Ed Smith is a journalist and author, most recently of Luck. He is a former professional cricketer and played for both Middlesex and England.

This article first appeared in the 30 October 2013 issue of the New Statesman, Should you bother to vote?

Photo: Getty Images/AFP
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Is Yvette Cooper surging?

The bookmakers and Westminster are in a flurry. Is Yvette Cooper going to win after all? I'm not convinced. 

Is Yvette Cooper surging? The bookmakers have cut her odds, making her the second favourite after Jeremy Corbyn, and Westminster – and Labour more generally – is abuzz with chatter that it will be her, not Corbyn, who becomes leader on September 12. Are they right? A couple of thoughts:

I wouldn’t trust the bookmakers’ odds as far as I could throw them

When Jeremy Corbyn first entered the race his odds were at 100 to 1. When he secured the endorsement of Unite, Britain’s trade union, his odds were tied with Liz Kendall, who nobody – not even her closest allies – now believes will win the Labour leadership. When I first tipped the Islington North MP for the top job, his odds were still at 3 to 1.

Remember bookmakers aren’t trying to predict the future, they’re trying to turn a profit. (As are experienced betters – when Cooper’s odds were long, it was good sense to chuck some money on there, just to secure a win-win scenario. I wouldn’t be surprised if Burnham’s odds improve a bit as some people hedge for a surprise win for the shadow health secretary, too.)

I still don’t think that there is a plausible path to victory for Yvette Cooper

There is a lively debate playing out – much of it in on The Staggers – about which one of Cooper or Burnham is best-placed to stop Corbyn. Team Cooper say that their data shows that their candidate is the one to stop Corbyn. Team Burnham, unsurprisingly, say the reverse. But Team Kendall, the mayoral campaigns, and the Corbyn team also believe that it is Burnham, not Cooper, who can stop Corbyn.

They think that the shadow health secretary is a “bad bank”: full of second preferences for Corbyn. One senior Blairite, who loathes Burnham with a passion, told me that “only Andy can stop Corbyn, it’s as simple as that”.

I haven’t seen a complete breakdown of every CLP nomination – but I have seen around 40, and they support that argument. Luke Akehurst, a cheerleader for Cooper, published figures that support the “bad bank” theory as well.   Both YouGov polls show a larger pool of Corbyn second preferences among Burnham’s votes than Cooper’s.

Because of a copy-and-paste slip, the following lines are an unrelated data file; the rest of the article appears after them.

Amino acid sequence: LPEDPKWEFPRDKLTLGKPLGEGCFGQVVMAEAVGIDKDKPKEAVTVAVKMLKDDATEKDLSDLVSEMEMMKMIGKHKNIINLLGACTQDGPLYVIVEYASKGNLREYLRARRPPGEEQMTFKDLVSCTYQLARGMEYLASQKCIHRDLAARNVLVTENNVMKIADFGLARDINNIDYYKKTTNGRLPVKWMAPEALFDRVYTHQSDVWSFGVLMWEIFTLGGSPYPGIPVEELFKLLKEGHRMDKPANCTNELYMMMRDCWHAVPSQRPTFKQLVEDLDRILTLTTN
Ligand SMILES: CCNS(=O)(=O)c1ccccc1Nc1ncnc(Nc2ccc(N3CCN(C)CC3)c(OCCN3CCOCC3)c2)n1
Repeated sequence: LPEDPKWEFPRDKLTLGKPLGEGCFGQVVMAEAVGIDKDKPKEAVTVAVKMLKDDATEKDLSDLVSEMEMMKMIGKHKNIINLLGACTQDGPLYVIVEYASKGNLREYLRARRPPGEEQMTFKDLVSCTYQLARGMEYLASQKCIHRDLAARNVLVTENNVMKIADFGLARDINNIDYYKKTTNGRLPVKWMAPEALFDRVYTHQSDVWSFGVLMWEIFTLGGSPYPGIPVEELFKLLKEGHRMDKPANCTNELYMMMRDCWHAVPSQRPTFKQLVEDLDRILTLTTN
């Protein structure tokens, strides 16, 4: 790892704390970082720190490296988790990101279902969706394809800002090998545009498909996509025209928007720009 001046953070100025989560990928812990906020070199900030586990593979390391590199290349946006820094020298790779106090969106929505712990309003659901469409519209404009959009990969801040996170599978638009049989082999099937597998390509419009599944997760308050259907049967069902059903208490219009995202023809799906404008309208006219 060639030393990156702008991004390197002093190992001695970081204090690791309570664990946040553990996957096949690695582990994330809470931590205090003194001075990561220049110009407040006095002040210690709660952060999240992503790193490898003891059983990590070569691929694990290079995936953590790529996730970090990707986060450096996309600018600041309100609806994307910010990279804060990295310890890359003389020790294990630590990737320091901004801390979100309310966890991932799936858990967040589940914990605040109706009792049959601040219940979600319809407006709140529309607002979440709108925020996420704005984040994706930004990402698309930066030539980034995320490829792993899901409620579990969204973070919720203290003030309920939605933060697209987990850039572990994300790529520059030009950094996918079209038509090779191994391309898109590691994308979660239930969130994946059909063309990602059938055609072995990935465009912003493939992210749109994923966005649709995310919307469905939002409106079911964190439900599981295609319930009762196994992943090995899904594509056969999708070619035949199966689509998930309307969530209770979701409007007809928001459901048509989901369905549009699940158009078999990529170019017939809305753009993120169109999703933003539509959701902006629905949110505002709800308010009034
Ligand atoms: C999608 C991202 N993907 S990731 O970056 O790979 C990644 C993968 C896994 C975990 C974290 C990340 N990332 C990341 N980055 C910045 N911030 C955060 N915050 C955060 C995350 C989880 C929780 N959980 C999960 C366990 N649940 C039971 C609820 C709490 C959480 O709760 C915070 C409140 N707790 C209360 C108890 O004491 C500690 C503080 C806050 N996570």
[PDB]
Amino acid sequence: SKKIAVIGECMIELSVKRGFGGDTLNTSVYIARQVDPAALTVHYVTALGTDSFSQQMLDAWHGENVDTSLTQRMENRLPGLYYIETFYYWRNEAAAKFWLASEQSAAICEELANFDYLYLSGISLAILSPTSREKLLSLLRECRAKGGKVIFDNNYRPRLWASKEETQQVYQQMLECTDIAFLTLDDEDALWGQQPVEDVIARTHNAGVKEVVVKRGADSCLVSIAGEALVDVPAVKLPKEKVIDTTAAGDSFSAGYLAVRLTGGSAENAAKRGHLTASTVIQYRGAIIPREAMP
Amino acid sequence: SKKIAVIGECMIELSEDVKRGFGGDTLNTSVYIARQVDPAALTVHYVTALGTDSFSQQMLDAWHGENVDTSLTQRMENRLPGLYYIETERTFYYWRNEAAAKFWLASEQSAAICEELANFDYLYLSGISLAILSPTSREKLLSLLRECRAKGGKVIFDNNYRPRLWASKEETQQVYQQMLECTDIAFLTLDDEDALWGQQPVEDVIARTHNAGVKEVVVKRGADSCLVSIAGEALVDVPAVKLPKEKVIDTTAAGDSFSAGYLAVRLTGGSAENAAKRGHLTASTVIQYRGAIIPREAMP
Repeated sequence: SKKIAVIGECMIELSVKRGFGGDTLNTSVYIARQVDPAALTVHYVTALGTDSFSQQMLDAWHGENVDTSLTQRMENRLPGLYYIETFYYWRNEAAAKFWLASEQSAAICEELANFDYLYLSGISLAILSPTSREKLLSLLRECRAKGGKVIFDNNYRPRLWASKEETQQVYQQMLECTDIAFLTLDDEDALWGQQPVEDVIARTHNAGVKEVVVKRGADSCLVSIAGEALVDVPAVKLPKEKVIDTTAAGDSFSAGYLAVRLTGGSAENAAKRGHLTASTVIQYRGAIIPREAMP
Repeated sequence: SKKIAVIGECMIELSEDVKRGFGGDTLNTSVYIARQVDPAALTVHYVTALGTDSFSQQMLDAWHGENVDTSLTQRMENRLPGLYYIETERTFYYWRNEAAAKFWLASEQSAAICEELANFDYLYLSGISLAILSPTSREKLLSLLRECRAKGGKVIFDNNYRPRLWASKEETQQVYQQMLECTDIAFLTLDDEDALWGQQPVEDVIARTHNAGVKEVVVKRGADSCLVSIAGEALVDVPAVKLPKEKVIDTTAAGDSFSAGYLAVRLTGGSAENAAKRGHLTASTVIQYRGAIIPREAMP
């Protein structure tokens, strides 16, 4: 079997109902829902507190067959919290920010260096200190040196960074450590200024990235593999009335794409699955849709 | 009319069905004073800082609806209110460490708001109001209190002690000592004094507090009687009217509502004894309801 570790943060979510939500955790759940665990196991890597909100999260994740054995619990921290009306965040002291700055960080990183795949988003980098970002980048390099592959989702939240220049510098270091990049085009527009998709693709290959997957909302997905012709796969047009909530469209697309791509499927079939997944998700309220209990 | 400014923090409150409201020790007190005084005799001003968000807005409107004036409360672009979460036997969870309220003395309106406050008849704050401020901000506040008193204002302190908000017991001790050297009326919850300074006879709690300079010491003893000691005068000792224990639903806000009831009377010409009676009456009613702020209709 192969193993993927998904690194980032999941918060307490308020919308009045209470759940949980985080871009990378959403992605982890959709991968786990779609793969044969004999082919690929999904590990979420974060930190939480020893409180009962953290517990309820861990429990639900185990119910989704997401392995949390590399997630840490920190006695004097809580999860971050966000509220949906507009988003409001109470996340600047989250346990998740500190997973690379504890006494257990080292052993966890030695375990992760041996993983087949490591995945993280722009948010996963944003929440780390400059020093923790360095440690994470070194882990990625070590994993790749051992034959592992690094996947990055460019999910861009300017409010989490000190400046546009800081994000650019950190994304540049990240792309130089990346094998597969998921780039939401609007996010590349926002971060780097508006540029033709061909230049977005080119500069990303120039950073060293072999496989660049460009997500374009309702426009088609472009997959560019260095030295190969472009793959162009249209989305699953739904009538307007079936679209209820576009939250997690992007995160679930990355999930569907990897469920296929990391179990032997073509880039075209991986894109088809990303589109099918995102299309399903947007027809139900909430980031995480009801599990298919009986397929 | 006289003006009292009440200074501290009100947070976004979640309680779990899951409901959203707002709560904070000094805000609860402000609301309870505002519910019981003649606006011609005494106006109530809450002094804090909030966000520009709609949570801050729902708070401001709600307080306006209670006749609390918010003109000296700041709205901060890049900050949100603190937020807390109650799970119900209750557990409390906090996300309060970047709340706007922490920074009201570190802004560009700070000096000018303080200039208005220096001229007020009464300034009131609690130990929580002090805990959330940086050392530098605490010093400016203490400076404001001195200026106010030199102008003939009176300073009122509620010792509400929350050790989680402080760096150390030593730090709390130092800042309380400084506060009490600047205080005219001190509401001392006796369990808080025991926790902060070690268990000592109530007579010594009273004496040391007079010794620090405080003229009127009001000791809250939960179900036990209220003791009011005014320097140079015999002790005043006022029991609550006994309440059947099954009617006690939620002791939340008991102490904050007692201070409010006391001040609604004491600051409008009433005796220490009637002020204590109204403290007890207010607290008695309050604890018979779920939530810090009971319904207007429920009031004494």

But it doesn’t matter, because Andy Burnham can’t make the final round anyway

The “bad bank” row, while souring relations between Burnhamettes and Cooperinos even further, is interesting but academic.  Either Jeremy Corbyn will win outright or he will face Cooper in the final round. If Liz Kendall is eliminated, her second preferences will go to Cooper by an overwhelming margin.

Yes, large numbers of Kendall-supporting MPs are throwing their weight behind Burnham. But Kendall’s supporters are overwhelmingly giving their second preferences to Cooper regardless. My estimate, from both looking at CLP nominations and speaking to party members, is that around 80 to 90 per cent of Kendall’s second preferences will go to Cooper. Burnham’s gaffes – his “when it’s time” remark about Labour having a woman leader, that he appears to have a clapometer instead of a moral compass – have discredited him in him the eyes of many. While Burnham has shrunk, Cooper has grown. And for others, who can’t distinguish between Burnham and Cooper, they’d prefer to have “a crap woman rather than another crap man” in the words of one.

This holds even for Kendall backers who believe that Burnham is a bad bank. A repeated refrain from her supporters is that they simply couldn’t bring themselves to give Burnham their 2nd preference over Cooper. One senior insider, who has been telling his friends that they have to opt for Burnham over Cooper, told me that “faced with my own paper, I can’t vote for that man”.

Interventions from past leaders fall on deaf ears

A lot has happened to change the Labour party in recent years, but one often neglected aspect is this: the Labour right has lost two elections on the bounce. Yes, Ed Miliband may have rejected most of New Labour’s legacy and approach, but he was still a protégé of Gordon Brown and included figures like Rachel Reeves, Ed Balls and Jim Murphy in his shadow cabinet.  Yvette Cooper and Andy Burnham were senior figures during both defeats. And the same MPs who are now warning that Corbyn will doom the Labour Party to defeat were, just months ago, saying that Miliband was destined for Downing Street and only five years ago were saying that Gordon Brown was going to stay there.

Labour members don’t trust the press

A sizeable number of Labour party activists believe that the media is against them and will always have it in for them. They are not listening to articles about Jeremy Corbyn’s past associations or reading analyses of why Labour lost. Those big, gamechanging moments in the last month? Didn’t change anything.

100,000 people didn’t join the Labour party on deadline day to vote against Jeremy Corbyn

On the last day of registration, so many people tried to register to vote in the Labour leadership election that they broke the website. They weren’t doing so on the off-chance that the day after, Yvette Cooper would deliver the speech of her life. Yes, some of those sign-ups were duplicates, and 3,000 of them have been “purged”.  That still leaves an overwhelmingly large number of sign-ups who are going to go for Corbyn.

It doesn’t look as if anyone is turning off Corbyn

Yes, Sky News’ self-selecting poll is not representative of anything other than enthusiasm. But, equally, if Yvette Cooper is really going to beat Jeremy Corbyn, surely, surely, she wouldn’t be in third place behind Liz Kendall according to Sky’s post-debate poll. Surely she wouldn’t have been the winner according to just 6.1 per cent of viewers against Corbyn’s 80.7 per cent. 

Stephen Bush is editor of the Staggers, the New Statesman’s political blog.